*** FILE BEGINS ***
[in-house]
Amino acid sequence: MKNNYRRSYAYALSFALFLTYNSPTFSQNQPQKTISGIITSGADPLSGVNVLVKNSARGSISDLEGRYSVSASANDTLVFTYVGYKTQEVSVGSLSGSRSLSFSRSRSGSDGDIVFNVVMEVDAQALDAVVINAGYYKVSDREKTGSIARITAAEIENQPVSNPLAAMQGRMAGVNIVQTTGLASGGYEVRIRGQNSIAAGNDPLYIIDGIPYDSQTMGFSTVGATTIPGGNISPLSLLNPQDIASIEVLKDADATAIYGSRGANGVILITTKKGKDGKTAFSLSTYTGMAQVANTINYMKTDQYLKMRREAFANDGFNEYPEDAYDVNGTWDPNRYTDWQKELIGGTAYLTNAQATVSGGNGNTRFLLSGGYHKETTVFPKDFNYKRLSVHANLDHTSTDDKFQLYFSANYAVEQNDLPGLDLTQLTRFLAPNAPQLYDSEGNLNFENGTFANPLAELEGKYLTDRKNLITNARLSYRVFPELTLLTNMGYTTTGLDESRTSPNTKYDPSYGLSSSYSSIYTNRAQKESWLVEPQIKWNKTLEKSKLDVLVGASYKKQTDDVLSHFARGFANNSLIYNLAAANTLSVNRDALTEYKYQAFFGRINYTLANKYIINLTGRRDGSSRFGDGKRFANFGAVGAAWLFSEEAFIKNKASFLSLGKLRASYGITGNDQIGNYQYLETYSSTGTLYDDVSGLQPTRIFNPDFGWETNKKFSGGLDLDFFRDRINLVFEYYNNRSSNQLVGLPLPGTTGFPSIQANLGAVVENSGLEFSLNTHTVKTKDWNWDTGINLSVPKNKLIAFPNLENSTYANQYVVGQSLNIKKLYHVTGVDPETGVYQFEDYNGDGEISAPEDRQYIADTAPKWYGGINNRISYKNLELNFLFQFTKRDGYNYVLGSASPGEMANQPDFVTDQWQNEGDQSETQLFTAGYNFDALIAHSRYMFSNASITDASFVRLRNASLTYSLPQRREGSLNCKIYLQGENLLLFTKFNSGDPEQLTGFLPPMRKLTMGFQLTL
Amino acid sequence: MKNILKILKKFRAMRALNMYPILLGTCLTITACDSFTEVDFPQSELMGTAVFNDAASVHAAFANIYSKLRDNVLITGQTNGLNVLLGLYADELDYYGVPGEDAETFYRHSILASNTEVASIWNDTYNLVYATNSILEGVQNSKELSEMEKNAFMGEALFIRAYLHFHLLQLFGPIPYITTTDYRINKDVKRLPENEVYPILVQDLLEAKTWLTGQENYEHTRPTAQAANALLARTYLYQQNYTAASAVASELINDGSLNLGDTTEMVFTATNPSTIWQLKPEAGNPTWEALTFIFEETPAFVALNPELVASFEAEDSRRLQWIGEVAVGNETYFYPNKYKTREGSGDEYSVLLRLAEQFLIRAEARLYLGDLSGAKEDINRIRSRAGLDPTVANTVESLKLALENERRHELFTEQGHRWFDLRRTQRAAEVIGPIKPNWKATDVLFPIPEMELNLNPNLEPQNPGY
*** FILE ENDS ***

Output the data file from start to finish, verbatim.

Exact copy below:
[in-house]
Amino acid sequence: MKNNYRRSYAYALSFALFLTYNSPTFSQNQPQKTISGIITSGADPLSGVNVLVKNSARGSISDLEGRYSVSASANDTLVFTYVGYKTQEVSVGSLSGSRSLSFSRSRSGSDGDIVFNVVMEVDAQALDAVVINAGYYKVSDREKTGSIARITAAEIENQPVSNPLAAMQGRMAGVNIVQTTGLASGGYEVRIRGQNSIAAGNDPLYIIDGIPYDSQTMGFSTVGATTIPGGNISPLSLLNPQDIASIEVLKDADATAIYGSRGANGVILITTKKGKDGKTAFSLSTYTGMAQVANTINYMKTDQYLKMRREAFANDGFNEYPEDAYDVNGTWDPNRYTDWQKELIGGTAYLTNAQATVSGGNGNTRFLLSGGYHKETTVFPKDFNYKRLSVHANLDHTSTDDKFQLYFSANYAVEQNDLPGLDLTQLTRFLAPNAPQLYDSEGNLNFENGTFANPLAELEGKYLTDRKNLITNARLSYRVFPELTLLTNMGYTTTGLDESRTSPNTKYDPSYGLSSSYSSIYTNRAQKESWLVEPQIKWNKTLEKSKLDVLVGASYKKQTDDVLSHFARGFANNSLIYNLAAANTLSVNRDALTEYKYQAFFGRINYTLANKYIINLTGRRDGSSRFGDGKRFANFGAVGAAWLFSEEAFIKNKASFLSLGKLRASYGITGNDQIGNYQYLETYSSTGTLYDDVSGLQPTRIFNPDFGWETNKKFSGGLDLDFFRDRINLVFEYYNNRSSNQLVGLPLPGTTGFPSIQANLGAVVENSGLEFSLNTHTVKTKDWNWDTGINLSVPKNKLIAFPNLENSTYANQYVVGQSLNIKKLYHVTGVDPETGVYQFEDYNGDGEISAPEDRQYIADTAPKWYGGINNRISYKNLELNFLFQFTKRDGYNYVLGSASPGEMANQPDFVTDQWQNEGDQSETQLFTAGYNFDALIAHSRYMFSNASITDASFVRLRNASLTYSLPQRREGSLNCKIYLQGENLLLFTKFNSGDPEQLTGFLPPMRKLTMGFQLTL
Amino acid sequence: MKNILKILKKFRAMRALNMYPILLGTCLTITACDSFTEVDFPQSELMGTAVFNDAASVHAAFANIYSKLRDNVLITGQTNGLNVLLGLYADELDYYGVPGEDAETFYRHSILASNTEVASIWNDTYNLVYATNSILEGVQNSKELSEMEKNAFMGEALFIRAYLHFHLLQLFGPIPYITTTDYRINKDVKRLPENEVYPILVQDLLEAKTWLTGQENYEHTRPTAQAANALLARTYLYQQNYTAASAVASELINDGSLNLGDTTEMVFTATNPSTIWQLKPEAGNPTWEALTFIFEETPAFVALNPELVASFEAEDSRRLQWIGEVAVGNETYFYPNKYKTREGSGDEYSVLLRLAEQFLIRAEARLYLGDLSGAKEDINRIRSRAGLDPTVANTVESLKLALENERRHELFTEQGHRWFDLRRTQRAAEVIGPIKPNWKATDVLFPIPEMELNLNPNLEPQNPGY